• rural health needs (for example, the Innovations in Rural and Community Health Initiative, and the Canada Health Infostructure Partnerships Program);

  • affected groups (for example, the First Nations and Inuit Home and Community Care Program, and the National First Nations Telehealth Project); and

  • rural health concerns (for example, the Health Transition Fund, Centres of Excellence for Women’s Health, and the Canada Prenatal Nutrition Program).

In addition to Health Canada’s direct role, the first annual report on federal departments’ and agencies’ actions to meet the federal commitment to rural Canadians cited multiple examples of initiatives by other departments either alone or in partnership.(14) These included:

  • Environment Canada with Health Canada helping rural communities make informed decisions through the Community Animation Program on Health and Environment;

  • Public Works and Government Services Canada working with Environment Canada to clean up contaminated sites in remote areas and working with Indian and Northern Affairs Canada to improve water and sewage facilities on reserves;

  • Industry Canada funding projects to improve the access of rural communities to telehealth services;

  • Human Resources Development Canada helping rural communities to increase their knowledge of rural child development and care through Child Care Visions and assisting eligible rural students to pursue post-secondary education through the Canada Student Loans Program;

  • Agriculture and Agri-Food Canada supporting food safety and quality through its Canadian Adaptation and Rural Development Fund;

  • Veterans Affairs Canada partnering with provincial departments and veterans organizations to enhance access to health information and health technology;

  • Royal Canadian Mounted Police addressing rural crime, suicide and family violence through community participation.

As the preceding selective list suggests, rural health is currently seen as a horizontal issue cutting across multiple federal institutions. These federal bodies, in turn, interact with provincial and territorial governments as well as a plethora of non-governmental organizations that represent rural Canadians and rural communities or groups that share an interest in some aspect of rural health. These non-governmental organizations or groups, often called stakeholders or partners, are quite varied in composition and mission. The multiple partners that influence federal rural initiatives include:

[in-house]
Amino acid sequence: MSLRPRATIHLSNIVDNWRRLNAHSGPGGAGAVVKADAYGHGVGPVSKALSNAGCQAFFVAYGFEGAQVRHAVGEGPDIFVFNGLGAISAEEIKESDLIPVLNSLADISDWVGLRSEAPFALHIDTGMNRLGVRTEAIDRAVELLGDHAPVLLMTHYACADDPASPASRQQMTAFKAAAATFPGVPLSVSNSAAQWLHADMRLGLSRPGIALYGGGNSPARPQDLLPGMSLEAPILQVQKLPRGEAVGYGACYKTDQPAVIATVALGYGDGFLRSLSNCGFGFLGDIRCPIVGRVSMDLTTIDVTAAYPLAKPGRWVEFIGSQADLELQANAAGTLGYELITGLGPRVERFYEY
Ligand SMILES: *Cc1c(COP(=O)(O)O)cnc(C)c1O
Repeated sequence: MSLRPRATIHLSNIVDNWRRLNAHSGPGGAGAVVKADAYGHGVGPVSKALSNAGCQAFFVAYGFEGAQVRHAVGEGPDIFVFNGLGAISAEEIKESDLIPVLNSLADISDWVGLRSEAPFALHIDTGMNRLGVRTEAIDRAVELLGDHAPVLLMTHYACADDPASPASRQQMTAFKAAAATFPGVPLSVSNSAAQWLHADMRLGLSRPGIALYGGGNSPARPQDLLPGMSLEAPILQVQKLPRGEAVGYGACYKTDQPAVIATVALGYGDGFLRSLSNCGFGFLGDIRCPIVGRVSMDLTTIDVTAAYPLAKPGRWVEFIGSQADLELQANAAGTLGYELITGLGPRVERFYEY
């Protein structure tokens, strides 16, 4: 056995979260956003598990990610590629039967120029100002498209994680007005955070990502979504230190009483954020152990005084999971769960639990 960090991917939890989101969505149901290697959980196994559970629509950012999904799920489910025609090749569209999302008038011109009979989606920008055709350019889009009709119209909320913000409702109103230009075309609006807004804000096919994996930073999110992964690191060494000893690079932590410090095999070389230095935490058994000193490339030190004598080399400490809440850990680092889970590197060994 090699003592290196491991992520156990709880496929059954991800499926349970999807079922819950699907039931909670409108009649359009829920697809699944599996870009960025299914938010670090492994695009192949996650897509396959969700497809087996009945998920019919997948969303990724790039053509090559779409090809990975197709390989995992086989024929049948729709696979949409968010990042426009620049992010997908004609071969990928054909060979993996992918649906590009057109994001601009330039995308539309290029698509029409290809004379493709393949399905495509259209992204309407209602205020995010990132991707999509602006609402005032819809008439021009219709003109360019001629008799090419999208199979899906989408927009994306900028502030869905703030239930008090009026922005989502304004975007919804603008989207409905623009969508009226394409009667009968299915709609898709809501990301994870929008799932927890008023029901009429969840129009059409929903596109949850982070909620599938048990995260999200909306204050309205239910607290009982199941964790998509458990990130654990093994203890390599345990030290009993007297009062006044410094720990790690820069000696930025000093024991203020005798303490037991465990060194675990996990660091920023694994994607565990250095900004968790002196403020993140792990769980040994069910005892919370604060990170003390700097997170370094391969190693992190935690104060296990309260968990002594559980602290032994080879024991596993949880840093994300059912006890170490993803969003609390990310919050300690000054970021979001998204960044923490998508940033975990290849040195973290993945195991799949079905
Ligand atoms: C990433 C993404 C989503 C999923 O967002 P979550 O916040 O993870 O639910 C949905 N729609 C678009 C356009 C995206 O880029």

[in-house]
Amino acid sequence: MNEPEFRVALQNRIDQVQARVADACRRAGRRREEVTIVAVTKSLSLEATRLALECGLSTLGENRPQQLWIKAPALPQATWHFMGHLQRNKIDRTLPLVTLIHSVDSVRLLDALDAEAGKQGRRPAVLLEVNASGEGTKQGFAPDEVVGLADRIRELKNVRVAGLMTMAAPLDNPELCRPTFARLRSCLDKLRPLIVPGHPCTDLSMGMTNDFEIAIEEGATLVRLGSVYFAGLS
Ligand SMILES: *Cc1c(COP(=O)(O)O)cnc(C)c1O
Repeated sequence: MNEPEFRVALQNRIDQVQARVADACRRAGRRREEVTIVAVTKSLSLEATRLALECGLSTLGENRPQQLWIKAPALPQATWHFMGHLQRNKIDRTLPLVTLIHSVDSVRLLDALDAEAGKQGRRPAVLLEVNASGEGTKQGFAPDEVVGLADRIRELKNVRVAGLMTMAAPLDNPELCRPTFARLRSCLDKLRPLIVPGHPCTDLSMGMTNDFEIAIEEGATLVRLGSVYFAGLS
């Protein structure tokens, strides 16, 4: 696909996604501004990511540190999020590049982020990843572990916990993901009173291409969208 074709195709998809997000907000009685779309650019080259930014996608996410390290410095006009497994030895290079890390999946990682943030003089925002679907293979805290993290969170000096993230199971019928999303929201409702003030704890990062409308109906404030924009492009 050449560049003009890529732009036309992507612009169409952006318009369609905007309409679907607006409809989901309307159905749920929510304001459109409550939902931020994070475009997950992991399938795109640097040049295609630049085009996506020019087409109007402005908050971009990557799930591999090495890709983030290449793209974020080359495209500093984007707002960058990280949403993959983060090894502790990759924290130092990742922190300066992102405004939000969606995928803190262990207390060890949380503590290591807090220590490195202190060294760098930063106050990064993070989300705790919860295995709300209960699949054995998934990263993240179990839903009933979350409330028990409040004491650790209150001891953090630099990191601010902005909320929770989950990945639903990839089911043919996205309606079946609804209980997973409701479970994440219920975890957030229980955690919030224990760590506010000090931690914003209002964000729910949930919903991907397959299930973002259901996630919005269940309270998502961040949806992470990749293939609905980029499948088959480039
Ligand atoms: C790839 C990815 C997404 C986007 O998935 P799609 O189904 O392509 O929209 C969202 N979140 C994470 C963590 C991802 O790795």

• aboriginal entrepreneurs such as Peace Hills Trust and the National Aboriginal Capital Corporation Association;

  • youth-oriented bodies such as the YMCA and school associations;

  • academic-focused associations for universities and colleges; and

  • health professional bodies such as the Aboriginal Nurses Association and the Society of Rural Physicians of Canada.(15)

Different federal ministers with initiatives in the rural health area respond to this diversity in their public interactions with the groups. Although Health Canada interacts with the multiple non-governmental organizations that have a stake in specific traditional and other broader health concerns, it also works with diverse groups on broader health determinants affecting particular populations. For example, during an address to the Canadian Federation of Agriculture (a group representing farmers), the Minister of Health announced plans to create a position of Executive Director of Rural Health.(16) From another departmental perspective, the Minister of Industry spoke with the Empire Club and the Prince George Chamber of Commerce about health technology and particularly information technology for rural and remote areas.(17)

   B. Parliamentary Initiatives on Rural Health

Direct parliamentary activities related to rural health were not prominent in the late 1990s. For example, unlike the two earlier Parliaments, no House of Commons or Senate Committee undertook a study specifically focused on the health of rural or remote Canadians during the 36th Parliament (1997-2000).(18)